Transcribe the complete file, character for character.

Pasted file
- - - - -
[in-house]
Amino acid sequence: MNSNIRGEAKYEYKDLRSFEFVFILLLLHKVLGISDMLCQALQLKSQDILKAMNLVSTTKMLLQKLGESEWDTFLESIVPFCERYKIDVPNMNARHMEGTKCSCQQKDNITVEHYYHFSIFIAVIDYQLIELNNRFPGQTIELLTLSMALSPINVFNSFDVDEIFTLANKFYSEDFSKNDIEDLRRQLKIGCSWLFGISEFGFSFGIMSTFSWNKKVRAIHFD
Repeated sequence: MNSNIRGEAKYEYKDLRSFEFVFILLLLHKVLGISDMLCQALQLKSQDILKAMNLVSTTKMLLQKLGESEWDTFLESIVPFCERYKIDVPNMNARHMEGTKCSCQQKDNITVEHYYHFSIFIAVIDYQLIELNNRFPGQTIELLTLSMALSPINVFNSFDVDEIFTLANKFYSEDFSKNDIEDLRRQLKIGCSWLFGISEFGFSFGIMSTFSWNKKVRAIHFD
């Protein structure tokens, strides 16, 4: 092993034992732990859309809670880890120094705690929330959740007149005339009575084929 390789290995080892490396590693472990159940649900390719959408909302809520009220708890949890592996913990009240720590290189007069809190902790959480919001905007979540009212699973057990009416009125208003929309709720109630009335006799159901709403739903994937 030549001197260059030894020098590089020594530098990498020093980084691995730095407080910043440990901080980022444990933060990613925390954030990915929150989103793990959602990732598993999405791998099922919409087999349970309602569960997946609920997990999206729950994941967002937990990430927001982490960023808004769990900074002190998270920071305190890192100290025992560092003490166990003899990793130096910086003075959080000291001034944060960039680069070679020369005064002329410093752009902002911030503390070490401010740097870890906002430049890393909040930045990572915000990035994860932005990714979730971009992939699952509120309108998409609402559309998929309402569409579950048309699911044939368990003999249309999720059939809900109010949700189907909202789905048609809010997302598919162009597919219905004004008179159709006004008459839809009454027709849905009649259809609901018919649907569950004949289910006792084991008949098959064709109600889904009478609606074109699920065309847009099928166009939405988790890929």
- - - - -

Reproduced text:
[in-house]
Amino acid sequence: MNSNIRGEAKYEYKDLRSFEFVFILLLLHKVLGISDMLCQALQLKSQDILKAMNLVSTTKMLLQKLGESEWDTFLESIVPFCERYKIDVPNMNARHMEGTKCSCQQKDNITVEHYYHFSIFIAVIDYQLIELNNRFPGQTIELLTLSMALSPINVFNSFDVDEIFTLANKFYSEDFSKNDIEDLRRQLKIGCSWLFGISEFGFSFGIMSTFSWNKKVRAIHFD
Repeated sequence: MNSNIRGEAKYEYKDLRSFEFVFILLLLHKVLGISDMLCQALQLKSQDILKAMNLVSTTKMLLQKLGESEWDTFLESIVPFCERYKIDVPNMNARHMEGTKCSCQQKDNITVEHYYHFSIFIAVIDYQLIELNNRFPGQTIELLTLSMALSPINVFNSFDVDEIFTLANKFYSEDFSKNDIEDLRRQLKIGCSWLFGISEFGFSFGIMSTFSWNKKVRAIHFD
């Protein structure tokens, strides 16, 4: 092993034992732990859309809670880890120094705690929330959740007149005339009575084929 390789290995080892490396590693472990159940649900390719959408909302809520009220708890949890592996913990009240720590290189007069809190902790959480919001905007979540009212699973057990009416009125208003929309709720109630009335006799159901709403739903994937 030549001197260059030894020098590089020594530098990498020093980084691995730095407080910043440990901080980022444990933060990613925390954030990915929150989103793990959602990732598993999405791998099922919409087999349970309602569960997946609920997990999206729950994941967002937990990430927001982490960023808004769990900074002190998270920071305190890192100290025992560092003490166990003899990793130096910086003075959080000291001034944060960039680069070679020369005064002329410093752009902002911030503390070490401010740097870890906002430049890393909040930045990572915000990035994860932005990714979730971009992939699952509120309108998409609402559309998929309402569409579950048309699911044939368990003999249309999720059939809900109010949700189907909202789905048609809010997302598919162009597919219905004004008179159709006004008459839809009454027709849905009649259809609901018919649907569950004949289910006792084991008949098959064709109600889904009478609606074109699920065309847009099928166009939405988790890929």